And there is a similar story in the Telegraph

The families of some of the 10 British victims of flight MH17 angrily accused “Russian gangsters” of killing their loved ones in an “act of war”, as evidence mounted that a missile supplied by Moscow brought down the Malaysia Airlines flight.

Grieving relations also demanded that the airline and the aviation authorities explain why the Boeing 777, with 298 people on board, was allowed to fly over a war zone where three military aircraft had been shot down in the previous four days.

Among the Britons killed in Thursday’s disaster in Ukraine were two undergraduates on their way to Australia, two Newcastle United fans travelling to watch the team play in New Zealand, a United Nations worker and a former RAF technician.

Whereas the Independent reports a comment by President Obama

Malaysia Airlines MH17 crash: US President Barack Obama – ‘We’re going to make sure that truth gets out’

The UN Security Council earlier issued a joint statement calling for an ‘independent, international investigation’ of the crash

The United States told an emergency session of the UN Security Council today that it had early indications that the missile that destroyed Malaysian Airlines 17 on Thursday originated from inside territory controlled by separatists in eastern Ukraine and that it couldn’t rule out that Russian personnel had assisted in its firing.

And Sky News says the Prime Minister has called together his Cabinet Ministers for a meeting.

Cobra Ministers Convene Over Plane Crisis

Newly promoted Cabinet Ministers grapple with a full-blown major international crisis after the loss of the Malaysian airliner.

Bedroom tax

In other news, Sky News reports that the LibDems have withdrawn their support for the so called ‘bedroom tax’.

The Liberal Democrats have withdrawn support for the so-called “bedroom tax” setting up a showdown with the Conservatives and sparking questions over credibility.

Deputy Prime Minister Nick Clegg said it was clear the policy was unfair and was not working, saying: “I think when something isn’t working, you fix it.”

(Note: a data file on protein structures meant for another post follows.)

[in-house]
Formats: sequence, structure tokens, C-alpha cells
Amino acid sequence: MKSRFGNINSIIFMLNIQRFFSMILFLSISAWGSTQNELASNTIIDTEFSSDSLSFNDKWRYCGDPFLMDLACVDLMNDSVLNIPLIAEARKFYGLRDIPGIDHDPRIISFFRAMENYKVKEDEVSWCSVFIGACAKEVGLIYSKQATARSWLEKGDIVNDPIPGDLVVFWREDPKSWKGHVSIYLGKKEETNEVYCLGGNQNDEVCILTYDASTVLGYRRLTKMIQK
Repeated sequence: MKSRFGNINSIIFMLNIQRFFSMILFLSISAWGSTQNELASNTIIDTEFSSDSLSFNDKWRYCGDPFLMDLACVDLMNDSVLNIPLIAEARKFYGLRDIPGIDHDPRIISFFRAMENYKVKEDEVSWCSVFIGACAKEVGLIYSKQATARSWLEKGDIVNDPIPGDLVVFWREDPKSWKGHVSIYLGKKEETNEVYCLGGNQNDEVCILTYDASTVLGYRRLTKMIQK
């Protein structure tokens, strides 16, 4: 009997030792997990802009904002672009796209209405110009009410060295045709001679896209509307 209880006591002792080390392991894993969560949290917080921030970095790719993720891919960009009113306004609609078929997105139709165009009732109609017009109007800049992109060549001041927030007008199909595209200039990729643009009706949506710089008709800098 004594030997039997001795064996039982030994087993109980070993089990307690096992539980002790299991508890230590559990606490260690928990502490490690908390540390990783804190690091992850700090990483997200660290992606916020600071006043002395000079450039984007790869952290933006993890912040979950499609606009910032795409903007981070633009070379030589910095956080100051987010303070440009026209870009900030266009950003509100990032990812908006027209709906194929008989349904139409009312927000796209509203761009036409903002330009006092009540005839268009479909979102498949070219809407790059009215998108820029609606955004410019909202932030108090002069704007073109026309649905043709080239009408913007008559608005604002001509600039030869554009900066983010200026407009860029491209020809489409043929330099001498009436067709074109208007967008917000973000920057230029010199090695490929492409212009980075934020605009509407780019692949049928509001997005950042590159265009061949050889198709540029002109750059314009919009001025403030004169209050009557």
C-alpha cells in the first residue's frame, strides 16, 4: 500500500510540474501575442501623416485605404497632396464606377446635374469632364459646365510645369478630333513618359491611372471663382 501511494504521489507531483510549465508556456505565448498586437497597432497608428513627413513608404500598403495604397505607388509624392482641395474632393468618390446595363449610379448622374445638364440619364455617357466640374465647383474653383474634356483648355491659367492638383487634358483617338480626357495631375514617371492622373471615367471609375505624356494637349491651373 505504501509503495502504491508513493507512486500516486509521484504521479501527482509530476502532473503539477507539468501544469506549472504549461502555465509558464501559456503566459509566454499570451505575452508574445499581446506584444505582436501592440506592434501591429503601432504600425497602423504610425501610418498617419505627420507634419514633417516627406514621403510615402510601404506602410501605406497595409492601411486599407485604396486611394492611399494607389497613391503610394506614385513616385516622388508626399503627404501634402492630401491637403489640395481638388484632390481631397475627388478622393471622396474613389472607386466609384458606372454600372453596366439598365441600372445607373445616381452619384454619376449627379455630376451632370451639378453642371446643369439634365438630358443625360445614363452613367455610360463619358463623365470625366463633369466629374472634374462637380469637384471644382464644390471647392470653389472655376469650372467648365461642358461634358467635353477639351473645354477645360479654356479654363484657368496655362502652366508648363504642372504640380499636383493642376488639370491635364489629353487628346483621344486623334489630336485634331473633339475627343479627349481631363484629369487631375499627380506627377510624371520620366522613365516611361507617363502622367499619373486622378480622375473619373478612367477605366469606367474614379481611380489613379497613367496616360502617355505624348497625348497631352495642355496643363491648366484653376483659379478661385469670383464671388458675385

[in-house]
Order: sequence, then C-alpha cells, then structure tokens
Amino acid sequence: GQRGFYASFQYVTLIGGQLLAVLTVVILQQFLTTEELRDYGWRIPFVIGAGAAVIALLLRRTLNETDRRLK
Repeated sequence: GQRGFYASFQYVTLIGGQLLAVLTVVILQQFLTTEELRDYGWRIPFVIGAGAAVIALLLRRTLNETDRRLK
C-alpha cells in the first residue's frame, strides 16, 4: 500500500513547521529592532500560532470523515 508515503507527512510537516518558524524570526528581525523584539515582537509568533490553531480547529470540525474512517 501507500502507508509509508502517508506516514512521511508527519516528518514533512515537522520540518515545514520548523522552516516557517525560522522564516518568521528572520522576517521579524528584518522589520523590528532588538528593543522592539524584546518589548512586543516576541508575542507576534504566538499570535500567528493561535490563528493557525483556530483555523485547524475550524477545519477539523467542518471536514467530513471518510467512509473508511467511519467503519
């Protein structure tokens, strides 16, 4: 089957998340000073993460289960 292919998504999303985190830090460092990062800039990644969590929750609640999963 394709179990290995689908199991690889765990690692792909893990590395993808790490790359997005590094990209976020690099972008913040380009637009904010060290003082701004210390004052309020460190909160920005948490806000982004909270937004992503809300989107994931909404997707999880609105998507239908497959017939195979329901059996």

Cameron defies Europe – again

And following the opposition of the Prime Minister to the appointment of Jean-Claude Junckers, The Times reports that Cameron has also opposed the appointment of another European.

Britain’s relations with Poland have worsened after it emerged that David Cameron has opposed the appointment of Donald Tusk, the Polish prime minister, to a key Brussels job.

Mr Tusk was a contender for president of the European Council, a role currently held by Herman van Rompuy, and which will play a big role determining Britain’s renegotiation with the European Union. There were already growing strains on the relationship between Poland and Britain in recent months over the number of  Poles who have entered Britain.

Euro exchange rate

In good news in the Express, Britons going on holiday to Europe can expect more Euros for their pounds.

Britons travelling abroad on holiday can expect their money to go further thanks to the soaring pound.

Sterling has rocketed nine per cent against the euro in the past 12 months.

Holidaymakers can expect to get a conversion of 619 euros for £500, compared to just 562 euros this time last year, according to Travelex.

It means they will pocket an extra £46 or 57 euros for every £500 exchanged as rising inflation pushes up the value of the pound.

And finally …

Sky News claims MPs are to campaign for comedians… seriously!

A group of MPs have formed a committee to campaign on behalf of Britain’s comedians.

The All Party Parliamentary Group (APPG) on the UK Comedy Industry held its first meeting in the Commons this week and elected Scottish Labour MP Michael McCann as chairman.

But it is not just a bunch of MPs sitting around telling jokes. The deadly serious purpose of the group is to support and promote the UK comedy industry.